“No Trump, No Maduro, No War: Socialists Should Take a Stand on Venezuela” by Charles Davis”

Courtesy the BBC

There are a number of different perspectives regarding the current situation in Venezuela within the Coalition for Peace, Revolution, and Social Justice, and so we have chosen six articles that reflect that diversity in perspectives. This is part 6/6, written by Charles Davis. Originally published on The Daily Beast on 21 February 2019.

Donald J. Trump, the oppressively dim president of these United States, was elected by a majority of white people who cast ballots but only a minority of the popular vote, and only then with the actively solicited help of a foreign intelligence service. His closest allies are gaudy authoritarians who murder their critics without so much as a plausible cover story. He does not, one must conclude, give half a goddamn about democracy—not in the United States, not in Saudi Arabia and certainly not in Venezuela, where his point person is a man, Elliot Abrams, whose obituary will include the term “right-wing death squads.”

It is an obvious point, but one necessary to make in a world where implausible statements from an incoherent president are still treated with legitimacy by a class of reporters and pundits trained to show undue respect to those who wield power, corporate or political and nowadays both. Trump cares about Venezuelans, whom his government routinely deports, about as much as he cares about his own children, which is not to say “a lot.” If he cared about corrupt elites ignoring the opposition-held legislature on their way to bankrupting a country for profit, he would resign, or at least hand back the $500,000 he received from the Venezuelan state for a party on his inauguration.

It is good and just to be an irritant on this point, but it is equally important that it not be the only one that is made. When Trump talks about democracy and poverty in Venezuela unconvincingly, what he says that is discernible is not necessarily wrong; the former is indeed lacking, in Caracas and Washington, and the latter abundant. As in the imperial core, the Venezuelan government has usurped its constitutional authority. I know, in part, because I was paid by it, working as an editor at the state-sponsored teleSUR, based in Ecuador, a former sponsor (its governing social democrats recently withdrew).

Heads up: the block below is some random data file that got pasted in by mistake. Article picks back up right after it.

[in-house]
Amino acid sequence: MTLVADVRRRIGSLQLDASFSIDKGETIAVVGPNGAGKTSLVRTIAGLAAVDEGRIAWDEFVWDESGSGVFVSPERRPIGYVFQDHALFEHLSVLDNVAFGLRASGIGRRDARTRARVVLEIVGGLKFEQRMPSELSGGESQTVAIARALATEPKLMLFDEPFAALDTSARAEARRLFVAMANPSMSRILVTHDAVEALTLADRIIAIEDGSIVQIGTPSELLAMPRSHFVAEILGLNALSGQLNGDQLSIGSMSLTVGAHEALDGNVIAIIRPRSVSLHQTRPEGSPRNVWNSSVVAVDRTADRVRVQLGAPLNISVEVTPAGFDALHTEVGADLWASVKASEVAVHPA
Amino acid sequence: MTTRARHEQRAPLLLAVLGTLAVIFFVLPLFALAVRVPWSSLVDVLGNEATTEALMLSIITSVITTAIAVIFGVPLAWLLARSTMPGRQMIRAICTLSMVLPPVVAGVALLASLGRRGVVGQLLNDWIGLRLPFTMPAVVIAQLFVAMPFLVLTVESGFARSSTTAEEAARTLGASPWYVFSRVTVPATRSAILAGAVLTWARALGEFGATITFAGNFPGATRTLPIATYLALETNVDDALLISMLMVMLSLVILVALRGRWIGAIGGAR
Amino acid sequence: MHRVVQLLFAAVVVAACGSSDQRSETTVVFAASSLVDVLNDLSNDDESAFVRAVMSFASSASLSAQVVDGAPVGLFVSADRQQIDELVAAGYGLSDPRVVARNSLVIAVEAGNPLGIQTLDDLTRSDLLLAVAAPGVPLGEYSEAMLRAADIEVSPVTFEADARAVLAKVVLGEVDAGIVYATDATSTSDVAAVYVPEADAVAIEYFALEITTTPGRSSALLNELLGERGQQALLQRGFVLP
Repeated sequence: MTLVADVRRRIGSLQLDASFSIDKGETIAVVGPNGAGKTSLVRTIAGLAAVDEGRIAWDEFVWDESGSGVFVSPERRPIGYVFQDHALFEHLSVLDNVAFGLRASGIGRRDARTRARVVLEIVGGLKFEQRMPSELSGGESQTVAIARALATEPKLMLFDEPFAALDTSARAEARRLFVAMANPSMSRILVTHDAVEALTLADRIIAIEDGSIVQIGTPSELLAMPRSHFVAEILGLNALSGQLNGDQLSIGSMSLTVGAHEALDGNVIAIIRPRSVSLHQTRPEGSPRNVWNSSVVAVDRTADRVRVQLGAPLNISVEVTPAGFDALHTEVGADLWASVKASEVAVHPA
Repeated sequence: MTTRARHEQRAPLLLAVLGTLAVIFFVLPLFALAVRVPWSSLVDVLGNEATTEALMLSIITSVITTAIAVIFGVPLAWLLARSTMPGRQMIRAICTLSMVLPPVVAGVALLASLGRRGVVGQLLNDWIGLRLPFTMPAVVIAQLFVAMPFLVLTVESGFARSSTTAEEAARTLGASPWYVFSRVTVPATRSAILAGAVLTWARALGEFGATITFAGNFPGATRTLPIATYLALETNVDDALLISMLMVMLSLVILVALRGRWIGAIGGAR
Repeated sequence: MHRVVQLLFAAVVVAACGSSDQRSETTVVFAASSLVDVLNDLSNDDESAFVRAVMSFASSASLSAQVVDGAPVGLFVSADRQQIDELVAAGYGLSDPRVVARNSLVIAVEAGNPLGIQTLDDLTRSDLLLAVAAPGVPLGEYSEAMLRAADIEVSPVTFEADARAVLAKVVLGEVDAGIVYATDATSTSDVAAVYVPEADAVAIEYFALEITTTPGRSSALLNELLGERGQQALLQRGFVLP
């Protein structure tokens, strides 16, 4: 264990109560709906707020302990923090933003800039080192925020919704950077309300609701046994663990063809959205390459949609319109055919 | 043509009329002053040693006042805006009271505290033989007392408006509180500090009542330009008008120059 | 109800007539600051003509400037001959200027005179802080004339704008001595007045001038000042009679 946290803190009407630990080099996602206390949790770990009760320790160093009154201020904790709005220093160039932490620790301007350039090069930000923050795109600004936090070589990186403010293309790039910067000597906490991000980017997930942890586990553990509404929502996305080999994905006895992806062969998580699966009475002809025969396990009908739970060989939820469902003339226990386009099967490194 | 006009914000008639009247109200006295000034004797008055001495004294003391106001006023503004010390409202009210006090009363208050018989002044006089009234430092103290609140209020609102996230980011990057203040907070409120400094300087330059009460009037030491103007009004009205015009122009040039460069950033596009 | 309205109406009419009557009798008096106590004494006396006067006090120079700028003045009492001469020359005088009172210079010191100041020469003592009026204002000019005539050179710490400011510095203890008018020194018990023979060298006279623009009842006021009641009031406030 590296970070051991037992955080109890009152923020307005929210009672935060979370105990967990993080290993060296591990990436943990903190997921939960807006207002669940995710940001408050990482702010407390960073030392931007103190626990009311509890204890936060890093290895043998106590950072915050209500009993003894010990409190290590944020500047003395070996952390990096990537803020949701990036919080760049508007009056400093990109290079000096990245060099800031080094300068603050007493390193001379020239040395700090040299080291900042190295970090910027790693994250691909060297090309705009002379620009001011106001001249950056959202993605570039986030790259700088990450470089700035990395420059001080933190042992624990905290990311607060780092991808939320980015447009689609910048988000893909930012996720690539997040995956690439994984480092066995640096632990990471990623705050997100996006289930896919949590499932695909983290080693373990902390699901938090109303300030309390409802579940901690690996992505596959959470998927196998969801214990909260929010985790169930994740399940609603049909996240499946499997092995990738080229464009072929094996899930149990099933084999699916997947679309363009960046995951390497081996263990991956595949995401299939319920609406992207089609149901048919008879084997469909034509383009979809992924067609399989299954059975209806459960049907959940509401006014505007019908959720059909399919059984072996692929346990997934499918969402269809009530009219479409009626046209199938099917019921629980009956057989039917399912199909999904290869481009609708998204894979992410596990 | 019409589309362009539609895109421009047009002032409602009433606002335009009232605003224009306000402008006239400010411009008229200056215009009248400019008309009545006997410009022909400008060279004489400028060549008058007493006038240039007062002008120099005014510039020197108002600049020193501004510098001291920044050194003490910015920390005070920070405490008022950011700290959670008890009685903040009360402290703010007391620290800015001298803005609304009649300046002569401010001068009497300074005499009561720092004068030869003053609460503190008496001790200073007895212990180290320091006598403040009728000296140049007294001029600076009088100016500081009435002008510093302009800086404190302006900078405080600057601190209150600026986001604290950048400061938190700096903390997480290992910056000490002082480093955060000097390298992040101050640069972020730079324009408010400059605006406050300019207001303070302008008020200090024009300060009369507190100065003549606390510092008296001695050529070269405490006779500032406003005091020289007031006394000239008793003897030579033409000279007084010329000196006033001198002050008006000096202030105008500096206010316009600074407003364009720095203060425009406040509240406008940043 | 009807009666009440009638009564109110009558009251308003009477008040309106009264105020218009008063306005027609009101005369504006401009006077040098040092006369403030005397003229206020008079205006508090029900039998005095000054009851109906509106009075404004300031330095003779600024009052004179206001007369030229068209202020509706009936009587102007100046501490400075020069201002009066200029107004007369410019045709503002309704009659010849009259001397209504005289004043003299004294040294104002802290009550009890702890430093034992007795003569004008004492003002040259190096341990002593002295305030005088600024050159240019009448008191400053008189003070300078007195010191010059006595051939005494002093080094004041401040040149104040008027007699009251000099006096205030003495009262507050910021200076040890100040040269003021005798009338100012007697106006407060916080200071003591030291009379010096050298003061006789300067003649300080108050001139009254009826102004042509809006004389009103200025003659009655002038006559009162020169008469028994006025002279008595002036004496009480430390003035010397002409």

In late 2015, when the opposition coalition won the National Assembly with 56 percent of the vote, the expectation was that my employer would go down with the dethroned ruling party—the expectation being that legislatures, not presidents, determine spending priorities. And the opposition did not like us.

That did not happen. Maduro, instead, claimed the authority to pass budgets by executive fiat—in the U.S. democracy, presidents declare a “national emergency” to do that—helping preserve the delicate balance of power that has led the military, enriched by smuggling and the self-inflicted currency exchange system that fuels it, to stick with his administration. He then created an extralegal body, called a Constituent Assembly, that has the purported power to rewrite all laws.

Filled with party loyalists, the assembly was declared illegal by Venezuela’s attorney general, Luisa Ortega Díaz, who had been appointed by Hugo Chavez in 2007; she was forced to flee the country, another Chavista labeled a right-wing plotter by a government that has betrayed the poor. Maduro then won a presidential election, after banning his leading opponents, in a vote that, according to the United Nations, “does not in any way fulfill minimal conditions for free and credible elections.”

The international left, then, should have taken notice and—supporters of Maduro or not—urged against the dismantling of democracy, and walking back from the precipice; friendship is not telling a drunk comrade that they are a great driver and thus ceding the moral high ground to the cop that pulls them over.

It is also true that the Venezuelan government, not the U.S., is largely responsible for the state of the Venezuelan economy.

Continue reading ““No Trump, No Maduro, No War: Socialists Should Take a Stand on Venezuela” by Charles Davis””

“In support of a democratic solution, by and for the Venezuelan people” by Mediapart

Locals come to the store to get their groceries. Cash used to buy the food, is on a daily basis, becoming more devalued. Douglas Hook/Al Jazeera

There are a number of different perspectives regarding the current situation in Venezuela within the Coalition for Peace, Revolution, and Social Justice, and so we have chosen six articles that reflect that diversity in perspectives. This is part 4/6. Originally published on Mediapart on 29 January 2019.